A CENTURY ago this week, Mayoress Mrs W Gladstone Wylie clocked on in style to carry out her civic duties.
At noon on October 21, 1910, she severed a cord and released a pendulum to start the chimes of the clock on the new South Shields Town Hall.
The building had been officially opened two days earlier, and tomorrow will see a day of celebrations to mark the centenary of the listed building.
After many years of delay and debate about the best site for a new Town Hall it was decided in 1900 to hold a design competition.
In 1902 plans submitted by London architect Ernest Fetch were accepted, with the Town Hall eventually costing £78,000.
The foundation stone was laid on September 27, 1905, followed by the top stone of the tower on April 28, 1908.
Iain Malcolm, leader of South Tyneside Council, said: “South Shields Town Hall is a magnificent and prestigious building that has won many accolades over the years for its fine architecture and imposing style. It is a great source of local pride in South Tyneside and an integral part of our heritage.
“The building belongs to our residents and we support and encourage visitors to share in the history and grandeur.
“Some may say that if you work in a building for a while, you stop noticing your environment.
“But the Town Hall really does not allow us to ignore or disregard it. Its sheer scale, prominent location, grand chiming clock and interior beauty remind us every day that we have been entrusted with something very special.”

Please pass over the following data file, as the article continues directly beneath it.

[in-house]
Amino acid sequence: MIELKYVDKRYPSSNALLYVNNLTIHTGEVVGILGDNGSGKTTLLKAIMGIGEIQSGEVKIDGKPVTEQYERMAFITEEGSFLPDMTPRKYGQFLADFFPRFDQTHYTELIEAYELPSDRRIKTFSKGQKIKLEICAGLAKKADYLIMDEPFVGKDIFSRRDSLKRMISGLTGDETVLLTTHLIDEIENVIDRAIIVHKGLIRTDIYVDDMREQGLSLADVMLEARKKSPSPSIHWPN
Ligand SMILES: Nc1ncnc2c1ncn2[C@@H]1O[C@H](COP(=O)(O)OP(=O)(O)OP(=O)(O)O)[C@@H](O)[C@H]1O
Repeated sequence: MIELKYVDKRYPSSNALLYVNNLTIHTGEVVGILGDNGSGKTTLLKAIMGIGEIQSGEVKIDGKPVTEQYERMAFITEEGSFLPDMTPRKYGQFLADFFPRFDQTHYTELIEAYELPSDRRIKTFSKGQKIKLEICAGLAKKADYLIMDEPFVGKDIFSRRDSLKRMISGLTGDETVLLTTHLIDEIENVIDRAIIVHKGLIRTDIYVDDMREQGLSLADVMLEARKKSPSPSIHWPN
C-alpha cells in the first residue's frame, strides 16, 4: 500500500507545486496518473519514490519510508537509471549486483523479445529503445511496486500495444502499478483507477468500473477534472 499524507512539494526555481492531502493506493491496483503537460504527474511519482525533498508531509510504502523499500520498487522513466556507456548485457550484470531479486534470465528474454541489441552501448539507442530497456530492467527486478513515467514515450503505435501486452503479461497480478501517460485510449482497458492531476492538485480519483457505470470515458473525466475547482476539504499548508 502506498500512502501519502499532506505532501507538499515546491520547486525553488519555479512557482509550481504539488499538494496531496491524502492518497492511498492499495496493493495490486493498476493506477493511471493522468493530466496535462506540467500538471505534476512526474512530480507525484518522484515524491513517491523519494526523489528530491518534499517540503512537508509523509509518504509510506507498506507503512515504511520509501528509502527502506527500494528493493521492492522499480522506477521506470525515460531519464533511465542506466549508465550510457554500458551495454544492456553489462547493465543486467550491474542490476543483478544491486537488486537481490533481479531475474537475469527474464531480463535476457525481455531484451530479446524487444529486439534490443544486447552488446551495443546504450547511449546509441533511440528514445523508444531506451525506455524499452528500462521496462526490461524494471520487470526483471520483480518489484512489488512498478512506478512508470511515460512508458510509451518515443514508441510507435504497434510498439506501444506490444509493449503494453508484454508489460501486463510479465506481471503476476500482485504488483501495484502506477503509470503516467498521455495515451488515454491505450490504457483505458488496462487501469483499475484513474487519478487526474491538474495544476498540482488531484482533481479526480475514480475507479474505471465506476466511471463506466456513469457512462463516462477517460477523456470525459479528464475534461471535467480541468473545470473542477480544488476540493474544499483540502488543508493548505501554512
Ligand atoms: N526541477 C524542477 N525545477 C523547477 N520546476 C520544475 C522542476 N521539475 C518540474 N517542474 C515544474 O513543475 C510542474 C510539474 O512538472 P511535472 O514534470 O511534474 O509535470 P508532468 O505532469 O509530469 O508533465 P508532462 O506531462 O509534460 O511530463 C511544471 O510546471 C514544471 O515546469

The Mayor of South Tyneside, Tom Pigott, said: “This ornate building in the heart of South Shields has a truly beautiful interior with an oak-panelled council chamber, magnificent sweeping staircase, carved ceilings, marble floors and elegant reception rooms.
“These fine features will already be familiar to some, having provided the backdrop for many television dramas and films.”
Tomorrow night from 7pm-8pm there will be a programme of entertainment outside the Town Hall featuring live music from acts including Four Worried Men, Jade Thirlwall and the 101 Pipe Band, leading up to a spectacular sound and light display.
Earlier, the Centenary Day celebrations will be broadcast on a screen at the front of the Town Hall showing historical images of the building.
Historic landmarks include the installation of the statue of Queen Victoria in front of the building in 1913. In 1949 she was moved from the Town Hall to Chichester and six naked lady lamp standards – three representing “Night” and three representing “Day” – were removed to South Marine Park.
In 1981 Queen Victoria was evicted from Chichester to make way for the Metro station and returned to her original position at the front of the Town Hall. She was joined by two of the naked lady figures.
The clock tower of the Town Hall houses a Westminster chiming turret clock comprising five bells.
Just above the clock dials there is a carved stone statue inset at each corner representing the four seasons. Above the clock and belfry on top of the tower is an Elizabethan Galleon weather vane.